The week after Thanksgiving we spent talking about one of the driving forces of American culture–hip hop.  I grew up surrounded by hip hop culture.  From the music and language to the styles and attitudes, hip hop has had a major influence on my life, so I was appreciative to have the opportunity to discuss it with you all.

Hip hop started in the Bronx in the late 70’s.  DJ Kool Herc is seen as one of the true pioneers in developing a new way of using a turntable to create a unique style of music which blended funk break beats with a rhythmic spoken word.  This laid the foundation for all of the hip hop music we hear today.

We got to hear a sample of some hip hop music, such as west coast gangsta rap from N.W.A. and also hip hop that has been influenced by Jazz music from A Tribe Called quest.  You can find all the songs with the lyrics in the link above.

However, hip hop culture isn’t only music.  It is a way of speaking, of carrying yourself, of art and dress and style and ideas.  This is what makes it so rich and interesting.  Perhaps my favorite topic is Ebonix, a language spoken by those in hip hop culture.  A lot of class was surprised by the variations on the English language they heard.  I always try to stress that Ebonix is not “bad English”.  In fact, there is no good or bad English.  There are only different ways of speaking it.  So, you have to keep an open mind when thinking about Ebonix.  You should also be wary of any teacher who tells you that there is such a thing as a right and wrong way to speak a language, for language is constantly in flux.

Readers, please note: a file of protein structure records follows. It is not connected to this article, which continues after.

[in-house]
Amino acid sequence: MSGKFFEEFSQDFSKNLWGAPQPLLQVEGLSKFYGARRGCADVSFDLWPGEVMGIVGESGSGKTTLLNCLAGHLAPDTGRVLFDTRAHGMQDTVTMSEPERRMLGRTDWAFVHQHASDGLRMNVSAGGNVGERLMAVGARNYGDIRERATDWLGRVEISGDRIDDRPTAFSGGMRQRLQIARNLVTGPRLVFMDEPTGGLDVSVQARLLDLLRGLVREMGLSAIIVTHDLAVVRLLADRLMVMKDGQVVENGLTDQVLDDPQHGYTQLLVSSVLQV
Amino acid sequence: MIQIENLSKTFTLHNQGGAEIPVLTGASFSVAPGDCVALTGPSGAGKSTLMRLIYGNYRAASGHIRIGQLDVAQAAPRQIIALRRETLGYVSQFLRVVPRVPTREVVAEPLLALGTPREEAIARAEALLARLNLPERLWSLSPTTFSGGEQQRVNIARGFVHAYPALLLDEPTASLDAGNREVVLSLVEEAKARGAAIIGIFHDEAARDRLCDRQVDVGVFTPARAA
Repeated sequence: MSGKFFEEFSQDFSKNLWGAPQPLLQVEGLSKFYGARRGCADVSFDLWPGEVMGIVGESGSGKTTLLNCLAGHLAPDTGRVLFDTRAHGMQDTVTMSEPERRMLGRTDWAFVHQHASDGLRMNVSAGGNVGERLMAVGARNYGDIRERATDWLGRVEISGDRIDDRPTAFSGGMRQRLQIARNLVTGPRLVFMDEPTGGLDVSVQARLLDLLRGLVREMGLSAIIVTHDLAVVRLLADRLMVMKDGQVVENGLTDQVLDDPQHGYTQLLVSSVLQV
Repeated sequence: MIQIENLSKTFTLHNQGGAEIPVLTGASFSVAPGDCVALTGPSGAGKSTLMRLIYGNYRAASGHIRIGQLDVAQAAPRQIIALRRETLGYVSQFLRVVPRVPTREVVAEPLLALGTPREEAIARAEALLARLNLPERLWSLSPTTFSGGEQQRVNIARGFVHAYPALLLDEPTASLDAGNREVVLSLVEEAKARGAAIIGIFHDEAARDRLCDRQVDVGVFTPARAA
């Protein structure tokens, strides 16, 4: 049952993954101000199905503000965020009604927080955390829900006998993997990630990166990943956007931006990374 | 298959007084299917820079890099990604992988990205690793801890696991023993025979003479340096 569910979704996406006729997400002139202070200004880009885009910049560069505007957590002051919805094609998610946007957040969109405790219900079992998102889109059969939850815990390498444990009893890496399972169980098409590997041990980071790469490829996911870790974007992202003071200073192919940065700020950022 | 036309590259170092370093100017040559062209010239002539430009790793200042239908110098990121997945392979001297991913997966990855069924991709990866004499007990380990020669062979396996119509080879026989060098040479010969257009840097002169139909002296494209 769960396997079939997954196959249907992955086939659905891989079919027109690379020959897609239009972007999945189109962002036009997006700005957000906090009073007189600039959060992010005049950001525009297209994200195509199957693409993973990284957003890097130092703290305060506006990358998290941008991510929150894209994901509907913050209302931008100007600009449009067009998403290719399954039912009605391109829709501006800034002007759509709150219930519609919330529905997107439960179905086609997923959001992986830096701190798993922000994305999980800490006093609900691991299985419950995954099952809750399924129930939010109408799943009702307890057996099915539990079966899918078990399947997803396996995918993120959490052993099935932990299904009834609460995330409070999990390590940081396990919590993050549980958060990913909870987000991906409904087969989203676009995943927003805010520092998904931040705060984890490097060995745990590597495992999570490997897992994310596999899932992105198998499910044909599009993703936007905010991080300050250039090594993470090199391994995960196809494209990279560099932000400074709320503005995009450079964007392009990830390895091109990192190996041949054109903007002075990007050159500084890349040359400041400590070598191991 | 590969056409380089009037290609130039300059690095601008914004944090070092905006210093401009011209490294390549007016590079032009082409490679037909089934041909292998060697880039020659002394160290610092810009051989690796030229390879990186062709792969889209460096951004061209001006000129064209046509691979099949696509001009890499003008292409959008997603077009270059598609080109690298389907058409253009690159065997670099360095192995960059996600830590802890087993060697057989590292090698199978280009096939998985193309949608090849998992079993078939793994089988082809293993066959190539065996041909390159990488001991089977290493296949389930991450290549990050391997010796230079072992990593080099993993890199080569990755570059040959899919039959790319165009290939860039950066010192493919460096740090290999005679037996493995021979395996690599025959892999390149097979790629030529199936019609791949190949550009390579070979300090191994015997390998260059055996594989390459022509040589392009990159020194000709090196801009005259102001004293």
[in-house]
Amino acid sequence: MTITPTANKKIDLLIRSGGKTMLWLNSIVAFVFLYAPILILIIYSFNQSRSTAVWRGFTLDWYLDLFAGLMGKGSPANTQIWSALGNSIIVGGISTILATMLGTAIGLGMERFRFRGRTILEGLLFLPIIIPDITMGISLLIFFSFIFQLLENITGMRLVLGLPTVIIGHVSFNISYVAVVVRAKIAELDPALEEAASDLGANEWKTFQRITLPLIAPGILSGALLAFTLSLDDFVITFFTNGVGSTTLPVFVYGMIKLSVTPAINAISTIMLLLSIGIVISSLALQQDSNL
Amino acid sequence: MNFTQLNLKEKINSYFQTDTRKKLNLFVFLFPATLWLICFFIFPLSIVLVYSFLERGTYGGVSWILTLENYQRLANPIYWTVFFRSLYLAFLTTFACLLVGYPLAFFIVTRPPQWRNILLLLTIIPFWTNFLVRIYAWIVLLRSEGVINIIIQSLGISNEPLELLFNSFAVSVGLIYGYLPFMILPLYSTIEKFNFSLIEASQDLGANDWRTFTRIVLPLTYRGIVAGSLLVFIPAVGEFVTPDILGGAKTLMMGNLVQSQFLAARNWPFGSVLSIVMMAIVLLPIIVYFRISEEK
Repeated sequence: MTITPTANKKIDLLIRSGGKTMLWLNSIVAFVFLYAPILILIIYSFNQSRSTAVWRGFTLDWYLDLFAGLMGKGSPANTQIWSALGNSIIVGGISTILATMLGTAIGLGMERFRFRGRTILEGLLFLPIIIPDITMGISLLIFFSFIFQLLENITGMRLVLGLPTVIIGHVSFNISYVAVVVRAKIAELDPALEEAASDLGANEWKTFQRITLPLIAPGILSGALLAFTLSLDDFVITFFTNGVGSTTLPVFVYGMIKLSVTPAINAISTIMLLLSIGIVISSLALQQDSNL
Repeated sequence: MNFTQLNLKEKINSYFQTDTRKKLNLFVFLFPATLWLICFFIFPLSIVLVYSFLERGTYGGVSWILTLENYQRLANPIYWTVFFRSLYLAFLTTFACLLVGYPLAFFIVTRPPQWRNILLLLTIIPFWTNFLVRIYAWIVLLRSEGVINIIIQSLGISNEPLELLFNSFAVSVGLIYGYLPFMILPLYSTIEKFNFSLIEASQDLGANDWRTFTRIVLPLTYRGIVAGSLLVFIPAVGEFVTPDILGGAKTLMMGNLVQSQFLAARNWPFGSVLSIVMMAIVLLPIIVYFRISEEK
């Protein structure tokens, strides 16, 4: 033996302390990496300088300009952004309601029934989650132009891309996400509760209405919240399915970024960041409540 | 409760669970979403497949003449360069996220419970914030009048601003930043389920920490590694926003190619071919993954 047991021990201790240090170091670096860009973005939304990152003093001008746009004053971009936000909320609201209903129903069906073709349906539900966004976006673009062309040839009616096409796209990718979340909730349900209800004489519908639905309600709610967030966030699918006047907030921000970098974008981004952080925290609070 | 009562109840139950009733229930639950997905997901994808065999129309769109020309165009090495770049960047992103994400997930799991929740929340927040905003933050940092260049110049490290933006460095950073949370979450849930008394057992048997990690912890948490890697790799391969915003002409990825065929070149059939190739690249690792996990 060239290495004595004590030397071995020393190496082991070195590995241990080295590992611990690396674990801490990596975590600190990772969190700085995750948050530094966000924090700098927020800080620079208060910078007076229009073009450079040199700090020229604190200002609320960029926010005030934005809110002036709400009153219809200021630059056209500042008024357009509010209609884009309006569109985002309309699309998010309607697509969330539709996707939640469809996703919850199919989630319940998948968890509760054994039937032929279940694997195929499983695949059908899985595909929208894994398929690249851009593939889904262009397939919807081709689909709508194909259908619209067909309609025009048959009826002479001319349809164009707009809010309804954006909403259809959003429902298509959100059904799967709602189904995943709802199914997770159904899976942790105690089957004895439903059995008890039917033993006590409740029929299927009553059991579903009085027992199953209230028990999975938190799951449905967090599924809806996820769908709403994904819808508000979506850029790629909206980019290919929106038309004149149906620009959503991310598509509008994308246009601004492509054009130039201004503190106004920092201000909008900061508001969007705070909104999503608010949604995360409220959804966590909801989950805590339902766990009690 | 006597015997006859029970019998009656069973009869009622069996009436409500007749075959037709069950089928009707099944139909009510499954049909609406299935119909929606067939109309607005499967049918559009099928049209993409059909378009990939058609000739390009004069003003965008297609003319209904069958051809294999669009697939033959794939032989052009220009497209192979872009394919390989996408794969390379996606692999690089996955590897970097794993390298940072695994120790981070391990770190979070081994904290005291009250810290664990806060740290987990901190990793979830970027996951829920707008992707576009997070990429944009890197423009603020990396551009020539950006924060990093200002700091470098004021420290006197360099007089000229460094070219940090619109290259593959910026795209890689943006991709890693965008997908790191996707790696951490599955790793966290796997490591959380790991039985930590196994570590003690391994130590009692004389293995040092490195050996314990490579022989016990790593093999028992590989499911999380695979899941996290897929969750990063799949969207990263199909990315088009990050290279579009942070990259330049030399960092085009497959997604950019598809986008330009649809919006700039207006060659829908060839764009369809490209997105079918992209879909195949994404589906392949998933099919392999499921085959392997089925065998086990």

Check this video from 1994, one of the last years of the golden age of hip hop.  It’s from one of the nastiest MCs to ever grip the mic, Guru, from no where else but Crooklyn itself.

Listen to what another hip hop pioneer, Russel Simmons, has to say about hip hop.

For those of you who were there, and those also who weren’t, please contribute with your thoughts about…




  1. Kool HERC, and the HERCULOIDS. The HERCULOIDS Were What Everyone Called The Speakers That Kool HERC Traveled With When He DJ(ed) Parties. What Truly Made HERC Famous Was The Mixing Of The Breaks Or Break Beats Of The Songs On These Records. The Actual Spoken Word Came A Little Later With Guys Like Busy B, And Grand Master Kas.

    In Agreeance, HipHop Is Definitely A Culture. And In The Words Og KRS-One(a.k.a. Knowledge Reigns Supreme Over Nearly Everyone).
    “HipHop Is Not Something You Do. HipHop Is Something You Live…”
    And As For, “Bad English” Supposeldy, Any English That Isn’t The Queens English Is Suppose To Be, “Bad English”…I Think We As Adults Know Better Than That…Based On The Track Record Of The British And The Monarch Concept…

    Good Lookin’ On The GangStar Tip…But I’ma Reach Back Further…
    To When You Were A Baby Simon Dust…

  2. Yo that was ill. Had never seen it before. Mad old school. Drop another on me. Peace

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